Truthfully this cat has softened as she’s aged. She lets me pick her up now. She will let other people pet her; even rolling over on her back sometimes so I can rub her belly. I can’t say I have ever seen her play with a loose string or any other such cat toy. The intoxication of catnip is apparently lost on her as well. But she will purr when she’s petted and she will now share space with our other cats. The dog still keeps his distance but even her attitude towards him is much more accepting. People who meet her for the first time think she is sweet which I guess it’s fair to say she has become.

Or maybe she always was. Maybe it was covered over with a scab of pain. I never held her seemingly harsh temperament against The Meow. To have seen this pitiful creature starving and in pain on my doorstep, fearful and truly pathetic, touched me in a way that made great acceptance on my part possible. I learned something from her about giving care. I learned that to care for something when almost no one else notices the need is deeply rewarding.

I believe that we are in one manner of speaking, living a pitiful way of life on whole here in America. At the risk of seeming uncelebratory during this the holiday season, I am struck again and with renewed strength at just how much we’ve lost in an effort to fulfill our every material desire. I lament this time each year how much of our efforts of life in America revolve around getting more stuff than we need. While we are physically fatter than ever before (and yet malnourished to some extent) we seem mentally, emotionally & spiritually starving. I hear people everywhere talking about “focusing on what really matters,” but then they inevitably ask any child within earshot what he or she is getting from Santa. I am not immune from this holiday sense of compulsory consumption. And that is the point I guess, that I feel this sense of sorrow when I look out and see our culture in such truly bad shape. It’s pervasive and almost inescapable, especially if our friends and family are also confined to this system of living. What good would it do for me to leave and find a place where people matter if I had to leave behind the people who matter to me?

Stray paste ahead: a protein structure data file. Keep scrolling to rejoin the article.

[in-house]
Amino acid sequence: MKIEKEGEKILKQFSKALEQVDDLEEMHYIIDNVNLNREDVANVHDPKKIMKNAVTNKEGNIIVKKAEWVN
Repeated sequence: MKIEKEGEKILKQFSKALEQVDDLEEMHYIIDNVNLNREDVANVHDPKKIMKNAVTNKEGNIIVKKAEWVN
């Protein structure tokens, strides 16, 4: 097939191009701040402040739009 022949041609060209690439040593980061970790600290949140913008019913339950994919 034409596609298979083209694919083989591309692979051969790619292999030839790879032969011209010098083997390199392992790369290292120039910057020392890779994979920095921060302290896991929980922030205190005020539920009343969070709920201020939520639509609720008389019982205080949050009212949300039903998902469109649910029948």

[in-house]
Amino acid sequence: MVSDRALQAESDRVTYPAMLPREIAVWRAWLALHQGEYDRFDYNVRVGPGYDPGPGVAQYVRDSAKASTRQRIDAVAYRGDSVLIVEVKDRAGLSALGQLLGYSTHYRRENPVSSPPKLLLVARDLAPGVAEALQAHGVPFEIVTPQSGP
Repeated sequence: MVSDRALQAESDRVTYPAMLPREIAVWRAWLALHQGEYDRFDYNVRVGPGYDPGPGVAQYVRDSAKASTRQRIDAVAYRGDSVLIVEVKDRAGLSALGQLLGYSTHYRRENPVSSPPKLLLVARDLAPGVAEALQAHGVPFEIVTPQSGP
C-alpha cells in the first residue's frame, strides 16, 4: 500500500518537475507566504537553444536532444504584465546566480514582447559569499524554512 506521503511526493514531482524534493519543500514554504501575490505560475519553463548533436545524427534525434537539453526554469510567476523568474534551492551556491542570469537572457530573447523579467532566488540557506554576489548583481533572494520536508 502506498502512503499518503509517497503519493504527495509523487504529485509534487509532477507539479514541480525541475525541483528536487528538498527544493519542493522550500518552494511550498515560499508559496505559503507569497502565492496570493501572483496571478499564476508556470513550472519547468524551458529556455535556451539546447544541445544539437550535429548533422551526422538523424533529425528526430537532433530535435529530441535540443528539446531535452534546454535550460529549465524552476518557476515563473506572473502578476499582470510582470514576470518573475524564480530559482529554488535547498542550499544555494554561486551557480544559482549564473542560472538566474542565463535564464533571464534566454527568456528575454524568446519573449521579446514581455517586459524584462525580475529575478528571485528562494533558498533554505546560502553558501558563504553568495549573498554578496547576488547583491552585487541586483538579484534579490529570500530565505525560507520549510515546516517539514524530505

It’s tough to swim against the current. I do not fault those who have taken the bait and settled for this a way of life based upon consumption. But I also feel responsible, as someone in this system who has glimpsed an alternative, to share my thoughts about our loss of focus on each other and on the wider world around us. I’m planning to spend some time during the first of the year envisioning what might be possible as others decide to come in out of the cold as I believe they soon will. This way of life, based on infinite growth in a finite system cannot continue much longer. Already plenty of others are waking up to this reality. Some changes happen fast and others happen more slowly. Predicting what will happen in the future and how quickly change will come is a difficult, perhaps impossible job. But we can help to steer our nation back towards a happy society of stronger self sufficiency coupled with healthy interdependency by being flexible and being ready and being willing to change; that and answering a few questions to frame the work of imagining another way of life.